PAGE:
HC Deb 03 March 1896 vol 38 cc31-2

I beg to ask the President of the Board of Trade, whether his attention has been directed to the reports of a collision between the British steamship Ailsa and the French Transatlantic liner Bourgogne whether he is aware that the major portion of the crew of the Ailsa were foreigners, who immediately after the collision made a rush for the lifeboats, one of them striking a lady passenger and another kicking a lady in the side, and that they drew their knives and threatened the passengers; and afterwards took away the only available lifeboat, in spite of the protests of the captain; whether he will cause an immediate and full Inquiry to be held into the whole of the circumstances attending this collision; whether he can state if the crew of the Ailsa were competent seamen, able to speak and understand the English language; and, whether they were shipped in the United Kingdom or before Her Britannic Majesty's Consul at New York?

DR. TANNER (Cork, Co., Mid)

I beg to ask the President of the Board of Trade—(1), whether his attention has been directed to the sinking of the steamer Ailsa, of Glasgow, off Fort Hamilton, U. S. A., by a French Transantlantic liner La Bourgogne, and to the misconduct of the crew of the former steamship who took possession by force of the only serviceable lifeboat belonging to the ship, and refused to answer their recall by the captain, despite the presence of many passengers, ladies and men, on board the Ailsa, (2), is he aware that the great majority of these sailors and firemen who refused to obey the captain's orders were foreigners, mainly Italians and Spaniards; and (3), if, considering the circumstances, the Board of Trade will advise the shipping of British and Irish sailors by passenger ocean going steamers?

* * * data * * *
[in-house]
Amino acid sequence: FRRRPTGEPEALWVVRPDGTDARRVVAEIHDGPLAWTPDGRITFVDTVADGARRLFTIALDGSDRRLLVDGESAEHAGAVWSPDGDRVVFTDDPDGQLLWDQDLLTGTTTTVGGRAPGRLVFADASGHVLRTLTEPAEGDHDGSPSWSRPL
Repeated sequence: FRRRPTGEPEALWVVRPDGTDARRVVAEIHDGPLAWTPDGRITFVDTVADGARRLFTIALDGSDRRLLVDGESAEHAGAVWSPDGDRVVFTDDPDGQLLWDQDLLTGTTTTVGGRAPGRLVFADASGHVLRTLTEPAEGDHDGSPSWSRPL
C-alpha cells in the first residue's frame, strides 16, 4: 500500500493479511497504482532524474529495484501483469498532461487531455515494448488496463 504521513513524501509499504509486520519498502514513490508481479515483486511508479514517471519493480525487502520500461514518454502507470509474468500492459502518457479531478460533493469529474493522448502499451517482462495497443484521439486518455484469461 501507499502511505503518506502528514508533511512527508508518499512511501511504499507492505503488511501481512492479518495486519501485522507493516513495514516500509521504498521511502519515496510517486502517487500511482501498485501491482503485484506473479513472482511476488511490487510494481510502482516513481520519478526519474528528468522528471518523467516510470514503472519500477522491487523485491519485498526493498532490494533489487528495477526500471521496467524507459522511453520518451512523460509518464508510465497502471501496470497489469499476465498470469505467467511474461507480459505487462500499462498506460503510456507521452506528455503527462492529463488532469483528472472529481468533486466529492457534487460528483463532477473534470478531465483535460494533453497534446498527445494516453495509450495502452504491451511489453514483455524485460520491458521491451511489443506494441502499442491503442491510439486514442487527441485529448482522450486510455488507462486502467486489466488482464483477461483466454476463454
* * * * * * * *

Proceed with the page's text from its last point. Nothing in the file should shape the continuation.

My attention has been called to the Reports of the deplorable collision referred to in this Question and in that of the hon. Member for Mid Cork, which I will answer at the same time. The Board of Trade are not yet in possession of sufficient information to enable me to reply in detail to the several points referred to in the Questions, but every effort will be made to secure a searching investigation into the circumstances of the disaster. I may mention that the Ailsa is engaged in trading between foreign ports, and rarely, if ever, comes to this country, so that her crew on this occasion was, no doubt, engaged at a foreign port and not in the United Kingdom. In reply to the concluding paragraph of the question of the hon. Member for Mid Cork, I can only repeat that the whole subject of the manning of British Merchant Ships is under the consideration of a Committee.